'Clearwire' Rises From The Ashes Of Previous Failed WiMax JV'Clearwire' Rises From The Ashes Of Previous Failed WiMax JV
It's almost poetic. Like a phoenix reincarnated from the ashes of its former self, <a href="http://newsreleases.sprint.com/phoenix.zhtml?c=127149&p=irol-newsArticle_newsroom&ID=1141088">Sprint and Clearwire have formed a new joint venture to roll out mobile WiMax</a> to the masses. And this time its more than just words. The companies are teaming up with a handful of cable operators, as well as Intel and Google (man, Google is just <i>everywhere</i> these days), to forge a $14.22 billion entity
May 7, 2008
It's almost poetic. Like a phoenix reincarnated from the ashes of its former self, Sprint and Clearwire have formed a new joint venture to roll out mobile WiMax to the masses. And this time its more than just words. The companies are teaming up with a handful of cable operators, as well as Intel and Google (man, Google is just everywhere these days), to forge a $14.22 billion entity known as Clearwire.There's a gazillion and one questions about this new company, and today's press release provides some standard answers.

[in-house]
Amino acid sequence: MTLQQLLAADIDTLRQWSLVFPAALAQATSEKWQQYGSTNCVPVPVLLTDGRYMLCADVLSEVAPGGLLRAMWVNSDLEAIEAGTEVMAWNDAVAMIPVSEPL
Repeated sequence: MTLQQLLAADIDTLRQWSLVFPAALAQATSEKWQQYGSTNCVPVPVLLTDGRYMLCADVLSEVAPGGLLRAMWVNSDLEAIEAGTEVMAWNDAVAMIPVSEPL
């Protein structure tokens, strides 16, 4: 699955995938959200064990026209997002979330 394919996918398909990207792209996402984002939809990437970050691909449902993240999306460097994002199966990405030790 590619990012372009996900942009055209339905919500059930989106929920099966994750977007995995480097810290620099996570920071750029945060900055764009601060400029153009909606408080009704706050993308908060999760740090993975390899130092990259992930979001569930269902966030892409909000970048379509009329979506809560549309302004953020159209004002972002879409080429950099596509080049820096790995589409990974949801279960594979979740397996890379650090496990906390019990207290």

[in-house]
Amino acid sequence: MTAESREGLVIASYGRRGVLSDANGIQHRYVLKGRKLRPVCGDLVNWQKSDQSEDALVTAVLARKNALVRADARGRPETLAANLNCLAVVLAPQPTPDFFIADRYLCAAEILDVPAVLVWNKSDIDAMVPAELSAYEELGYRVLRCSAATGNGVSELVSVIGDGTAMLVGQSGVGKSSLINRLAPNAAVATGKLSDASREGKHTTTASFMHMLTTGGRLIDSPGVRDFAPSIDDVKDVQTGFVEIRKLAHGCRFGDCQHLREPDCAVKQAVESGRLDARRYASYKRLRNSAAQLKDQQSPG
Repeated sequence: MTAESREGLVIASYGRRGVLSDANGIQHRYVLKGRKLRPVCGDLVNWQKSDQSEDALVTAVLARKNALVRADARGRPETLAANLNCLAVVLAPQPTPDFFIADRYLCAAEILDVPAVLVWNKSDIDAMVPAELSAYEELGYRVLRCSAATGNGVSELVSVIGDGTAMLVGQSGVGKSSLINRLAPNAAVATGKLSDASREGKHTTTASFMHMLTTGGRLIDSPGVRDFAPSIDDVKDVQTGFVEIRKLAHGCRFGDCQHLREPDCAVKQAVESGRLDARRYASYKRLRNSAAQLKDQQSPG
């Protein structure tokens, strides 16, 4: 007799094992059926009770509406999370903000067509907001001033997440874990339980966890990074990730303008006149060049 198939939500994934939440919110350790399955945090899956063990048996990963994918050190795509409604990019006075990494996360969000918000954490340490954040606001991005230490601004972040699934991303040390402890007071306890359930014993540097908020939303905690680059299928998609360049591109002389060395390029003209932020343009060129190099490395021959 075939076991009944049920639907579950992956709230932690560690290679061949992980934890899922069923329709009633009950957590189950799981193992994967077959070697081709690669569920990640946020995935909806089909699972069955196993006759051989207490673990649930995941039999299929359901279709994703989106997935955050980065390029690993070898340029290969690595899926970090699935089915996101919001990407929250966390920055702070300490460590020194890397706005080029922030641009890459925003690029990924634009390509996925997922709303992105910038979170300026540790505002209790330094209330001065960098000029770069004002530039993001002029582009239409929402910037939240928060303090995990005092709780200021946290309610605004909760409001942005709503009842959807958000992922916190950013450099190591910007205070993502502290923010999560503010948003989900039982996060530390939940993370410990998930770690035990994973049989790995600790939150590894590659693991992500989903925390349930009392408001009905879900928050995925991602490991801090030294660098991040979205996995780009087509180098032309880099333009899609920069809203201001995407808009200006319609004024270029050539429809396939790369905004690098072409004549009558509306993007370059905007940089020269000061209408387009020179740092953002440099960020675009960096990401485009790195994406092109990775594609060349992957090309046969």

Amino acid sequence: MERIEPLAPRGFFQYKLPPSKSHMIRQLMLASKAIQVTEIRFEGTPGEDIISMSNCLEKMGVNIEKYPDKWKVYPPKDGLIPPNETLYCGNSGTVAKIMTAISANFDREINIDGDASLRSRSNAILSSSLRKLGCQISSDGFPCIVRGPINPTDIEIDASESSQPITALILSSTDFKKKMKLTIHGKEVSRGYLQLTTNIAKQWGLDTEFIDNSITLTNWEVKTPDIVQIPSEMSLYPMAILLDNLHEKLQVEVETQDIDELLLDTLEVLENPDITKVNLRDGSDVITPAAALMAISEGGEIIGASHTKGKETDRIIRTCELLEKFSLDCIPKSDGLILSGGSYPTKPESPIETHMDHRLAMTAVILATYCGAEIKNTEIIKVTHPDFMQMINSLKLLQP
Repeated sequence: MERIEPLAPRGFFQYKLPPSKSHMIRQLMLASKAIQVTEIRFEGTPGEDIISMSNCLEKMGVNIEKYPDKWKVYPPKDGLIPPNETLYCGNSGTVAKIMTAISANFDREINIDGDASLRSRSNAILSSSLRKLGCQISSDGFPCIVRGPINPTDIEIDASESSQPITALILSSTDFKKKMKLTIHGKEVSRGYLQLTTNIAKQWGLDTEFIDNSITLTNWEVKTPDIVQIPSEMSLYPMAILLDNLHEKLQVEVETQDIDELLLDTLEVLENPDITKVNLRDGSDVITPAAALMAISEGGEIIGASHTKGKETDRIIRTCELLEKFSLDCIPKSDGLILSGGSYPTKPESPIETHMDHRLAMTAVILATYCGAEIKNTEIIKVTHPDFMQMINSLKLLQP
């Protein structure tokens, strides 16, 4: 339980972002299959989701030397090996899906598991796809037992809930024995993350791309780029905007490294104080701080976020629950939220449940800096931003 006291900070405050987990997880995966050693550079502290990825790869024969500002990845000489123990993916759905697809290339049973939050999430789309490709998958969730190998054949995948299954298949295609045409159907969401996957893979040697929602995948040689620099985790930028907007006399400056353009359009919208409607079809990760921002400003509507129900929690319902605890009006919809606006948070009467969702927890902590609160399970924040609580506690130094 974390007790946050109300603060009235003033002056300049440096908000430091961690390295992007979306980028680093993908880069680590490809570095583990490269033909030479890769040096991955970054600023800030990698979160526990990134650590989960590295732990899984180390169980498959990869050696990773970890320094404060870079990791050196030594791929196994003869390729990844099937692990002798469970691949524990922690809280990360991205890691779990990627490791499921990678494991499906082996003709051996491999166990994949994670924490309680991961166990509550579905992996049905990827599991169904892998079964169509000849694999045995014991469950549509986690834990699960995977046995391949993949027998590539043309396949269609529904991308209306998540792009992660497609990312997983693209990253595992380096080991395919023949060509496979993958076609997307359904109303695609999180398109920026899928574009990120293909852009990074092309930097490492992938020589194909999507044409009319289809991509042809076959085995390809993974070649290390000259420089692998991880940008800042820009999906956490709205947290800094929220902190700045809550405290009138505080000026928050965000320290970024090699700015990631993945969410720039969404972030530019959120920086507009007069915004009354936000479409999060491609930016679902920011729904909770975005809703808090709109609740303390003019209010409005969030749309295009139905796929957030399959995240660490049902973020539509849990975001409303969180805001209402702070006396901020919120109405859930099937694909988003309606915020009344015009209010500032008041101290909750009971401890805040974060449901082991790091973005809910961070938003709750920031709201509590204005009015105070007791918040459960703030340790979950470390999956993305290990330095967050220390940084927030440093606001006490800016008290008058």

Sprint and Clearwire have finally decided to merge their existing WiMax operations and have agreed to extend them across the United States. If you're feeling deja vu, you're not alone. This is essentially exactly what the two companies proposed nearly a year ago. That deal, which never was formalized, fell apart before it could become a reality. Then the floor sort of fell out from under Sprint. The future of its WiMax business, branded Xohm, was very much in doubt for the better part of four months. Rumors began to surface that Sprint might re-join Clearwire, and it looks like those rumors can finally be put to rest. Sprint and Clearwire aren't alone this time. They've been joined by a handful of companies who've decided to invest in the WiMax network. Comcast added $1.05 billion to the pot, and Intel dropped in $1 billion, with Time Warner Cable adding $550 million and Google following with $500 million. Sprint will own 51% of the new company, which, by the way, is called 'Clearwire'. The former Clearwire Corp.'s investors will own 27% and the rest of the companies will own a collective 22%. The goal? "Clearwire will be focused on expediting the deployment of the first nationwide mobile WiMax network to provide a true mobile broadband experience for consumers, small businesses, medium and large enterprises, public safety organizations, and educational institutions. The new Clearwire expects to dramatically enhance the speed and manner in which customers access all that the Internet has to offer at home, in the office, and on the road," says the press release. Sprint, Clearwire, and partners hope to clear all regulatory hurdles and have the company formed and fully operational by the fourth quarter of 2008. That's great. But when will we see our WiMax? The companies made no actual commitments detailing when and where it will provide WiMax. As you know, Sprint is operating two test markets, one in Chicago and one in Baltimore-Washington, D.C. Clearwire offers several dozen pockets of WiMax as a last-mile technology for those in rural areas not served by cable or telecom broadband. Sprint didn't say if it will launch its test markets fully at any point in the near future. Nor did Clearwire say that it will be expanding on its existing networks. No one committed to providing any new hardware for accessing the WiMax network. Those are all questions that will likely remain unanswered at the moment. For now, this is what everyone will be concentrating on: In addition to spectrum, Sprint will contribute to the new Clearwire certain hardware, software and all of its WiMax-based trademarks and other WiMax-related intellectual property. The new Clearwire expects to materially reduce capital and operating expenditures by leveraging Sprint's existing infrastructure, reducing the cost of building out the mobile WiMax network nationwide. The new Clearwire expects to utilize Sprint's towers, fiber network, and IT support at favorable bulk rates. Sprint also will realize cost savings for its core business by sharing certain costs of towers and other infrastructure. Intel will work with manufacturers to embed WiMax chips into Intel Centrino 2 processor technology-based laptops and other Intel-based mobile Internet devices, and will market the new company's service in association with Intel's performance notebook PC brand. Google will partner with the new Clearwire in the development of Internet services, advertising services, and applications for mobile WiMax devices. In addition, Google will be the search provider and a preferred provider of other applications for the new Clearwire's retail product. Google will partner with the new Clearwire on an open Internet business protocol for mobile broadband devices. The new Clearwire will support Google's Android operating system software in its future voice and data devices that it provides to its retail customers. Sprint, Comcast, Time Warner Cable, and Bright House Networks will enter into wholesale agreements with the new Clearwire, becoming 4G providers of new Clearwire's mobile WiMax service. Comcast, Time Warner Cable, and Bright House Networks and, after completion of the transactions, the new Clearwire, will enter into 3G wholesale agreements with Sprint, becoming bundled providers of Sprint's wireless voice and data services, expanding the reach of Sprint's network to more customers, while providing the cable companies a simpler, more effective vehicle to bundle wireless services. Sprint and Google also have entered into an agreement related to Sprint's mobile services, whereby Google will become the default provider of Web and local search services, both of which will be enabled with location information, for Sprint. Sprint also will preload several Google services -- including Google Maps for mobile, Gmail and YouTube -- on select mobile phones and provide easier access to other Google services. Google and Intel have options to enter into 3G and 4G wholesale agreements with Clearwire and Sprint respectively and have no current plans to do so.